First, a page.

Long-Retired Ken Griffey Jr. Still Gets Giant Chunk of Reds' 2023 Payroll

The Kid has the team's fourth-highest salary – and he's been out of MLB since 2010.

click to enlarge Cincinnati Reds outfielder Ken Griffey Jr. slams one in 2005. - Photo: Ryosuke Yagi, Flickr Creative Commons
Cincinnati Reds outfielder Ken Griffey Jr. slams one in 2005.

Many fans bemoan the Cincinnati Reds' payroll regularly being so much lower than other MLB teams', but here's the curveball – a guy who hasn't played in nearly 15 years is getting a major portion of it in 2023.

According to figures by sports contract database Spotrac, Ken Griffey Jr. has the fourth-highest salary on this season's payroll. Despite retiring from Major League Baseball in 2010, Junior will receive $3,593,750 of the Reds' $82,624,500 projected budget without lifting a bat in uniform at Great American Ball Park. Griffey's salary is behind only injured first baseman Joey Votto's ($25 million adjusted, or more than 35% of the budget), new one-year outfielder Wil Myers ($6 million adjusted) and veteran infielder Mike Moustakas, who the Reds released in January and was picked up for a Colorado Rockies minor-league contract ($22 million adjusted for the remaining year of his contract).

Griffey retired from MLB in June 2010, hitting 630 home runs along the way. He'd played 2000-2008 for the Reds but chose in 2016 to be inducted into the National Baseball Hall of Fame and Museum as a Seattle Mariner, where he'd spent his best playing years. But the Reds are still on the hook for more than $3.5 million due to a nine-year contract in 2000. That year, The Kid's overall contract totaled more than $112.5 million plus a $4 million buyout.

But Griffey agreed to defer some of his big payout – $57.5 million at 4% interest, which would be divvied up and paid annually from 2010 through 2025. Yes, that means the 53-year-old former outfielder will remain on the Reds' payroll for a couple more seasons yet.
The combination of Votto's contract, Griffey's deferred salary and team owner Bob Castellini's tight wallet could spell trouble for the Reds. According to Spotrac, the Reds' 2023 projected payroll of $82.6 million is the fifth-lowest in the MLB and well under the league average of $147.837,561.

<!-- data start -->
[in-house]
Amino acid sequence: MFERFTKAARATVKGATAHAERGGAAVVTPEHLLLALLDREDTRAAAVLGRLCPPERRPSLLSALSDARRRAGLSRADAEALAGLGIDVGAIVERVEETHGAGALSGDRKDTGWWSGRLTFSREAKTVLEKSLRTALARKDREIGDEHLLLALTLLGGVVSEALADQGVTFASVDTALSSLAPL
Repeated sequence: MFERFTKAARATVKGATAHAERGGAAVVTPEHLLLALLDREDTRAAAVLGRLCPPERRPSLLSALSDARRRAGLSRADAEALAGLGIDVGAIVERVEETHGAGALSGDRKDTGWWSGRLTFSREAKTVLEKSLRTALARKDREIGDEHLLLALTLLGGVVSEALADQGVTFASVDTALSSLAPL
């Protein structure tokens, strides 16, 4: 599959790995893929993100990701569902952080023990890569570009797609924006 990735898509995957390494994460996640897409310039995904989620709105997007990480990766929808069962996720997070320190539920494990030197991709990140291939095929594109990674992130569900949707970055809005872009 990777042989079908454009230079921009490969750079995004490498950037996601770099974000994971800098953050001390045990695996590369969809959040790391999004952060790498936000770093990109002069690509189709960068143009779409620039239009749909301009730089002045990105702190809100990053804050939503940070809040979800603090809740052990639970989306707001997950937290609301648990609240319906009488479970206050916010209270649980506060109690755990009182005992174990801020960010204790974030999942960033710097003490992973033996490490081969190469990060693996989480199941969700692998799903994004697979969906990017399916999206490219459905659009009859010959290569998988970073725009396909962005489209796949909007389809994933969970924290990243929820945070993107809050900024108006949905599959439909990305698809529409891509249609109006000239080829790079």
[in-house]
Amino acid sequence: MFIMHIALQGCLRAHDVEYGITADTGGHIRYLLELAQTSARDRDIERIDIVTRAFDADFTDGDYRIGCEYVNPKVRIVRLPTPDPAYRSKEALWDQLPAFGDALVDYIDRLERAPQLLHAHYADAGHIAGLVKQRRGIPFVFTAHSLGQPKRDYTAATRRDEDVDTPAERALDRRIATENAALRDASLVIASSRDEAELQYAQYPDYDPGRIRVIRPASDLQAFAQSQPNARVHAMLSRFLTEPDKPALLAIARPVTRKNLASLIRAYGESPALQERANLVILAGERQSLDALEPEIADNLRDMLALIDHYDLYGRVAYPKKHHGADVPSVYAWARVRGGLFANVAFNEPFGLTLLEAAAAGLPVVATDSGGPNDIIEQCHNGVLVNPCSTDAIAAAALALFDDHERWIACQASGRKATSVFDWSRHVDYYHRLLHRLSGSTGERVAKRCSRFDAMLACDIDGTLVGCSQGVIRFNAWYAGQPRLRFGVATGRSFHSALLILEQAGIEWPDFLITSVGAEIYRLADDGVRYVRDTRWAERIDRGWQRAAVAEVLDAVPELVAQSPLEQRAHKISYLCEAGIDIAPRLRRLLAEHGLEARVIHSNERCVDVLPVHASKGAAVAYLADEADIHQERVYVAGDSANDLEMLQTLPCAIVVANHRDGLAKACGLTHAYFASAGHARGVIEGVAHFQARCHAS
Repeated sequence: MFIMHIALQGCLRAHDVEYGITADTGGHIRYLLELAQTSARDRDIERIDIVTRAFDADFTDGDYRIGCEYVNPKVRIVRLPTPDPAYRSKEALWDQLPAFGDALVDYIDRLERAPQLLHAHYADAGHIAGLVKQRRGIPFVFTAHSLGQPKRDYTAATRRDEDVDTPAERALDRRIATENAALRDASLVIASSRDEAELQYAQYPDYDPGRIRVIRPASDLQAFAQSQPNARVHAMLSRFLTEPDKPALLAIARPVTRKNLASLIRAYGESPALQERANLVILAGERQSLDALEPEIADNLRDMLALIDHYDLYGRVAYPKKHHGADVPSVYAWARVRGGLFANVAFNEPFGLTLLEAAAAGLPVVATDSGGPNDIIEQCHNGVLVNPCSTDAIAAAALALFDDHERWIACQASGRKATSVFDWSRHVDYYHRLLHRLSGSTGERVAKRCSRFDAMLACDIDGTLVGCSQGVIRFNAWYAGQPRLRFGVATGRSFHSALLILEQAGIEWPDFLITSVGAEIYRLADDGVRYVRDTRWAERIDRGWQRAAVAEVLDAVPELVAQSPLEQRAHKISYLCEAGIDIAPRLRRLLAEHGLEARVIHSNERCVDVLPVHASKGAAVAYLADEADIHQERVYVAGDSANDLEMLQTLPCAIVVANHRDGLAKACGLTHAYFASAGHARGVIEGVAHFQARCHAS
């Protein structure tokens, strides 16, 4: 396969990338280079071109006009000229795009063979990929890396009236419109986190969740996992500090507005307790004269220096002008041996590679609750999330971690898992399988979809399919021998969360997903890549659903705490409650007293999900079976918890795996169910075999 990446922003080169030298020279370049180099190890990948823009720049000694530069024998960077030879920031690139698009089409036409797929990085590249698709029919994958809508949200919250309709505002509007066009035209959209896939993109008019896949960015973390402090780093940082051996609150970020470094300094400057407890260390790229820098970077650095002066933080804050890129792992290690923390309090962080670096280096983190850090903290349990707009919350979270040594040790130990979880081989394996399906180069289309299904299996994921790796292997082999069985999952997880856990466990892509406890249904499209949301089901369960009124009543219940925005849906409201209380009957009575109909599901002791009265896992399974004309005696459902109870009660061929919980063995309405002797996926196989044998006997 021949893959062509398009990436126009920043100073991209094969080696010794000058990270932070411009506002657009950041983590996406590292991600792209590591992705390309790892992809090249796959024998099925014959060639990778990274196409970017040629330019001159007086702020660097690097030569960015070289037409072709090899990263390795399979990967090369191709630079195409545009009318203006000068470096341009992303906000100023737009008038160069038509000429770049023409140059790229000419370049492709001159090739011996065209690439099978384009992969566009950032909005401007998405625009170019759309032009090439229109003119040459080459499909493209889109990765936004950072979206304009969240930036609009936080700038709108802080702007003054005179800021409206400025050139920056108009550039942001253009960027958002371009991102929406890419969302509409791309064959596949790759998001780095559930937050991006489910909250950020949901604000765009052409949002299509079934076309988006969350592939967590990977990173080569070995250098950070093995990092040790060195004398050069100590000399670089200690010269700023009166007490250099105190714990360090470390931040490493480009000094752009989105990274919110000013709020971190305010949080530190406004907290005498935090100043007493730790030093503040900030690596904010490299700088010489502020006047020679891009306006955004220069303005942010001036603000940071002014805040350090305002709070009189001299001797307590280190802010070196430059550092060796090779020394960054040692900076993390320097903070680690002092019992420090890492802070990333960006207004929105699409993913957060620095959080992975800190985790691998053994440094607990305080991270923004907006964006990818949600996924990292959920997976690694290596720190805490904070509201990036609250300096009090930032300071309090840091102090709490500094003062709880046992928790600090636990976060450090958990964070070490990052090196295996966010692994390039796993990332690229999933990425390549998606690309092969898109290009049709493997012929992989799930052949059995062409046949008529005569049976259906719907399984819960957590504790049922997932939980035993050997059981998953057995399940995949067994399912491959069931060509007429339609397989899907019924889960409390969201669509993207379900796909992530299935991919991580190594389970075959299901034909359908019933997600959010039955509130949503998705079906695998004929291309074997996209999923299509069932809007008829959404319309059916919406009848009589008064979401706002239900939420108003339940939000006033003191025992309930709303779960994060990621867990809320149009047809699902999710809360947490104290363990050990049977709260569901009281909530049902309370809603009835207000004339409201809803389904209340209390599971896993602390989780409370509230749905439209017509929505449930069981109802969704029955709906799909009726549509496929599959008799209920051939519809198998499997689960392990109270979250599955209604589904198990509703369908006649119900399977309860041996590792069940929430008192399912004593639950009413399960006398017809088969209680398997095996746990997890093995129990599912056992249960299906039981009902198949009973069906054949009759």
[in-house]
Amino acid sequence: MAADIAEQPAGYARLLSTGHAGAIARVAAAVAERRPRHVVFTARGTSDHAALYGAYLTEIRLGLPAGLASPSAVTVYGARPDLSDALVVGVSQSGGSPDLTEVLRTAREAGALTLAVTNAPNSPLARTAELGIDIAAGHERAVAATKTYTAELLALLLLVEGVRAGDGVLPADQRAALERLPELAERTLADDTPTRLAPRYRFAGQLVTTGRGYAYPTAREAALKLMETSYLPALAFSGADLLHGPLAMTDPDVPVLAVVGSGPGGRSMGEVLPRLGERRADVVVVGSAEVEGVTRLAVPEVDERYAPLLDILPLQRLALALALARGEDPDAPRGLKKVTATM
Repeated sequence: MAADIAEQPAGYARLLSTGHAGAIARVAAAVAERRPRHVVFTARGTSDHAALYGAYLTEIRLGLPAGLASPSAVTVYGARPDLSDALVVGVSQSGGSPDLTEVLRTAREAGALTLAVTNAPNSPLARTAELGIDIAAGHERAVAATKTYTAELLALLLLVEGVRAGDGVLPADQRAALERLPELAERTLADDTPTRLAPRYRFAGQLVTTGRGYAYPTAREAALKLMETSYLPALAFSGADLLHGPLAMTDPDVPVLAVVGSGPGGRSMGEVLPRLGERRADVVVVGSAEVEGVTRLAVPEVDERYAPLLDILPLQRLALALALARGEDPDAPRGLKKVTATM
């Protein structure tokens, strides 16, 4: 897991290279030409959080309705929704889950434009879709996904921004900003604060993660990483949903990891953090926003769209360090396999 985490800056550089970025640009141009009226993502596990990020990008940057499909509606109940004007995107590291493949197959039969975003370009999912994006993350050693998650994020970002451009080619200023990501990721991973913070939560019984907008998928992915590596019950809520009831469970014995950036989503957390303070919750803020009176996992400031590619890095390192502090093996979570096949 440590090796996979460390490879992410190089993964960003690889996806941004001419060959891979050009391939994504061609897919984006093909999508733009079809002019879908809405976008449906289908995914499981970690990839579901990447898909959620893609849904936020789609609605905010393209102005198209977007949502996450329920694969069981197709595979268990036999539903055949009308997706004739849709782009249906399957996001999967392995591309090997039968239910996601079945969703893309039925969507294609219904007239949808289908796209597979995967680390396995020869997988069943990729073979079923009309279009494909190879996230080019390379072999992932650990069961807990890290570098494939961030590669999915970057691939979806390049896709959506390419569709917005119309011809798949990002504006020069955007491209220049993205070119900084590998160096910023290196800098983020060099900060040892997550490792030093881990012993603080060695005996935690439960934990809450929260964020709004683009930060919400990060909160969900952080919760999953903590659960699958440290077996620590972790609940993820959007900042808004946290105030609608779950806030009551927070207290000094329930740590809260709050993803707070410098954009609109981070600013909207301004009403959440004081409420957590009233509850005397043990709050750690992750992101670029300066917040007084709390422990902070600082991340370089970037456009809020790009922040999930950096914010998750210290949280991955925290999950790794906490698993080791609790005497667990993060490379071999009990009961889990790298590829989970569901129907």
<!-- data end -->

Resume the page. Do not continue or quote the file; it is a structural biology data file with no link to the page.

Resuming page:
The Reds' payroll was about $112 million in 2022, about $131 million in 2021, about $57 million in 2020 (thanks, COVID-19), about $132 million in 2019 and about $101 million in 2018. With a big drop in spending, it's been harder for the Reds to make big moves and remain in contention. Castellini said in 2022 that he was interested in cutting payroll and taking on more rookies instead of investing in veteran power.

Ahead of opening day last season, frustrated fans raised funds to erect a billboard urging Castellini to sell the team.  The Reds proceeded to post their second-ever 100-loss season, ending with a record of 62-100. The losing also kept more fans at home, with the team experiencing its lowest season attendance since 1984; just 1,395,770 people saw the Reds play at Great American Ball Park in 2022, according to attendance records.

Cincinnati last won the National League Central in 2012 and 2010. Before that, the team won the Central in 1995. The Reds haven't won the division or the World Series since 1990.

Meanwhile, Griffey has remained busy, kicking off the MLB Field of Dreams game with his father Ken Griffey Sr. in August and swinging for the fences while coaching Team U.S.A. to a second-place the World Baseball Classic in March.

About opening day

The Cincinnati Reds will kickstart the 2023 season with a home opener against NL Central opponent the Pittsburgh Pirates on March 30 at Great American Ball Park. The season comes with a twist – each MLB team will meet each other on the field at least once. In addition, all 30 franchises are scheduled to play opening day on March 30 – the first time every team will do so on the same date since 1968.

First pitch is scheduled for 4:10 p.m.

The Reds' opening day parade will step off at noon March 30 from Findlay Market. Former Cincinnati Reds pitchers Bronson Arroyo and Danny Graves will serve as grand marshals. Other former athletes participating will include Reds outfielder George Foster, Bengals kicker Jim Breech, Bengals tackle and offensive lineman Anthony Munoz, Bengals quarterback Ken Anderson and Olympic track star Mary Danner Wineberg. There also will be a wide array of other veterans from the Reds, Bengals, FC Cincinnati, University of Cincinnati and MMA fighters. 

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